Just Cause 3 begins with hero Rico Rodriguez standing untethered atop a plane, firing an RPG at local militia, scattered anti-aircraft guns and anything else that takes his fancy. This is a game that isn't fussed about playing its cards close to its chest, the practised structure of open-world games or the laws of physics – it's a sandbox game in the purest sense, but that may also be cause for concern.
We sat down to play the first two hours of Avalanche Studios' new game, followed by a third hour with many of the game's weapons and vehicles unlocked. The basics are drilled in early on: players run, gun and blow things to hell. However, as the game rolls on, little appears to change beyond the size of enemy bases, the power of those trying to stop you and the size of Rico's arsenal.
Challenges testing skills with various weapons, tools and vehicles dot the map, and offer up mods as reward. Otherwise progress through the game is made by completing story missions and liberating towns and outposts the good old American way – by destroying a lot of stuff, flying a flag and sauntering off. Not that Just Cause 3 is at all satirical – it's wanton silliness and all the better for it.
The characters and script are goofy as hell, but in an endearing way that's refreshingly up front about what it is. Even those at Square Enix prior to our demo were open about only wanting to give players the tools to have fun, then setting them loose on the world. There was no pretense about the story's resonance in modern society or that kind of nonsense, just: "I was playing yesterday and attached a bunch of people to a helicopter."
That's why the game's world is open from the start. The story of Mediterranean revolution will give players the longer, grander tour of Just Cause 3's fictional setting of Medici, but should you desire you can head straight for the most heavily fortified base on the third and final area of the map – just don't expect to survive long.
As mentioned, the game's basic tools include run and gun third-person shooting and vehicle controls, both of which do their job simply and perfectly well. What's more intricate is how Rico traverses the homeland he's trying to liberate from General Di Ravello (imagine Colonel Gadaffi as a Saturday morning cartoon villain). Vehicle-free travel is handled with three key components – the series' famous grapple, a now-infinite parachute and a wingsuit.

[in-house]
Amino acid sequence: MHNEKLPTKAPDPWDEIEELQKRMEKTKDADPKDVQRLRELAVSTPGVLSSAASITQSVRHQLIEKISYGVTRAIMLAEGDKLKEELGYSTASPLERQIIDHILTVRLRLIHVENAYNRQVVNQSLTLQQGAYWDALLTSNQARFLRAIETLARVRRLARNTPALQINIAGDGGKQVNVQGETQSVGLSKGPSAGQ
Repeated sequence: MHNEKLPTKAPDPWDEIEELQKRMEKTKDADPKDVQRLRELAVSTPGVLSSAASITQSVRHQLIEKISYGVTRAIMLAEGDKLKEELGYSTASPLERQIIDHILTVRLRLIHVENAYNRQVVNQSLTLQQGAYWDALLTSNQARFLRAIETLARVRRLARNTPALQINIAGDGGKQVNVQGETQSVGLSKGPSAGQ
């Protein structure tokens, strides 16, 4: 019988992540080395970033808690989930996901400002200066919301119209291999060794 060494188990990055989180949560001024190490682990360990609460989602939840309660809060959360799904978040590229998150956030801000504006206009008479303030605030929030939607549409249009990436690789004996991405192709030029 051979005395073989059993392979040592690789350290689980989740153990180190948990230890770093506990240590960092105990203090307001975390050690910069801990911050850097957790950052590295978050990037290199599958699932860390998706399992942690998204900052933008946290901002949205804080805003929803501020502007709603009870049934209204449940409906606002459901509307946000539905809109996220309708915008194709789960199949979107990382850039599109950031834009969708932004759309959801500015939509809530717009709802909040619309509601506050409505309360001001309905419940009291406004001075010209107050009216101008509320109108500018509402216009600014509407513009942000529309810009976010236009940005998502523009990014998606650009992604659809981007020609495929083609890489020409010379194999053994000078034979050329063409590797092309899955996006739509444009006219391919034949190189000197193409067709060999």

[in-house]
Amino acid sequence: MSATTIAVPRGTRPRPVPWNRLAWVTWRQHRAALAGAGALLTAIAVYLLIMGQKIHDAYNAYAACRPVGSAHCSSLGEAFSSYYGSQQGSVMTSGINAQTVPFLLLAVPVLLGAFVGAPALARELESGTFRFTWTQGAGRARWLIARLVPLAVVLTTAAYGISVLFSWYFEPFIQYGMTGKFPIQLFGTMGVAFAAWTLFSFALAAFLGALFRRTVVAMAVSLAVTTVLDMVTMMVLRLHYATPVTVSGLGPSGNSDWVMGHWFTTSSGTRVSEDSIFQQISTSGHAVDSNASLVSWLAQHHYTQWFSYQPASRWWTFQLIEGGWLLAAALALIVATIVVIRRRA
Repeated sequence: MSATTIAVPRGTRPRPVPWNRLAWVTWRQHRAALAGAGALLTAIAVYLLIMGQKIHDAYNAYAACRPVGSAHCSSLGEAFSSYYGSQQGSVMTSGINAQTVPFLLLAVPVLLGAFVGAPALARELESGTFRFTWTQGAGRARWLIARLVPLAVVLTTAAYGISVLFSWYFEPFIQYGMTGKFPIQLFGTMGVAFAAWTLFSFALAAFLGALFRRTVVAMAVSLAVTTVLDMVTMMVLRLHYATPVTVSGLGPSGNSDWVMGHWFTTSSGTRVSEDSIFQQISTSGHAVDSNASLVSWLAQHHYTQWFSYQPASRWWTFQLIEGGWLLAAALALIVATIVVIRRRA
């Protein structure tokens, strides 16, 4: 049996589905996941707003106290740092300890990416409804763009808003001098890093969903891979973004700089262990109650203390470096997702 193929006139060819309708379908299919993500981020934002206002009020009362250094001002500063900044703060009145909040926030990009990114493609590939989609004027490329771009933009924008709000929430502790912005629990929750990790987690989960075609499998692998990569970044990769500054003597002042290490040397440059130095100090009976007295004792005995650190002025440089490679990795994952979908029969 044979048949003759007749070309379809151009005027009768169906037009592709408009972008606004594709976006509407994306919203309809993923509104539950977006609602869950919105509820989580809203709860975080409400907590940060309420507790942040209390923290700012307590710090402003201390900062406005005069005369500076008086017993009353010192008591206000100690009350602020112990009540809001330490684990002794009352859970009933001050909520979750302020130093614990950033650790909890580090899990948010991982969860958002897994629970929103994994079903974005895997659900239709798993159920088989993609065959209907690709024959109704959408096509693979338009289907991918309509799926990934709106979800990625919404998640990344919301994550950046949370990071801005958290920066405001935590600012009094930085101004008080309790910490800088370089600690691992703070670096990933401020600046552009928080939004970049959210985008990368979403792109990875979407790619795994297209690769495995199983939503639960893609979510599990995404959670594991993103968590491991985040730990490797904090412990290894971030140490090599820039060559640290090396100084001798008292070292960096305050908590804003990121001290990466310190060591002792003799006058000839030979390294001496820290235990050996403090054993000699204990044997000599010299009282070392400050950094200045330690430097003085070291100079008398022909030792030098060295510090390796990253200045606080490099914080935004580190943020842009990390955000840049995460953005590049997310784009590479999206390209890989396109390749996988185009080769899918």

The grapple does the majority of work with the parachute and wingsuit used when necessary to reduce or gain speed over short or long distances. Even after three hours however I didn't feel like I had fully got to grips with the controls and wondered whether they could have been more intuitive. A disregard for physics removes many of the problems that may have surfaced and an excess of health means face-planting at speed doesn't mean an instant death – but I still found myself not moving with the freedom I wanted.
Rico hops on to surfaces (a building's roof or the top of a cliff) if he grapples near the top of the ridge, but often I found myself repeatedly grappling to find the sweet spot or jumping up and slipping back. I'm certain mastering all of this will come eventually, and wield thrilling results too, but as a fundamental part of the game I was left thinking it should be more welcoming.
Just Cause 3 is selling itself on, and will be at its best in, the unscripted moments. Using multiple grapple-tethers to catapult someone into the sun, standing inverted on the underside of a plane to blow up a bridge as the player passes under it or, as seen in one of the demos alongside mine, tethering the bed of a truck the road to make a ramp and watching traffic drive up it.
On PC Avalanche's game will have the support of the modding community that gave Just Cause 2 a longer shelf life than anybody predicted. On console the longevity still comes from the creativity of players, but is limited by what the shipped game and post-release content offers. Blowing things up and completing challenges may well prove enough for a short while, and even enough to justify the entire game for some players, but open world games have changed a lot since we last saw Rico.
The likes of Grand Theft Auto 5 and Metal Gear Solid 5 have given gamers intricate open worlds with systems that create vibrancy and fun from their many interlocking features. In comparison Just Cause 3 feels less alive, and more like a film set for your revolutionary Michael Bay to unleash utter carnage. It's bound to be fun for at least a short while, but Avalanche's deliberately old-school approach may not resonate in quite the same way as Just Cause 2 did five years ago.
Just Cause 3 is set for release on Xbox One, PS4 and PC on 1 December.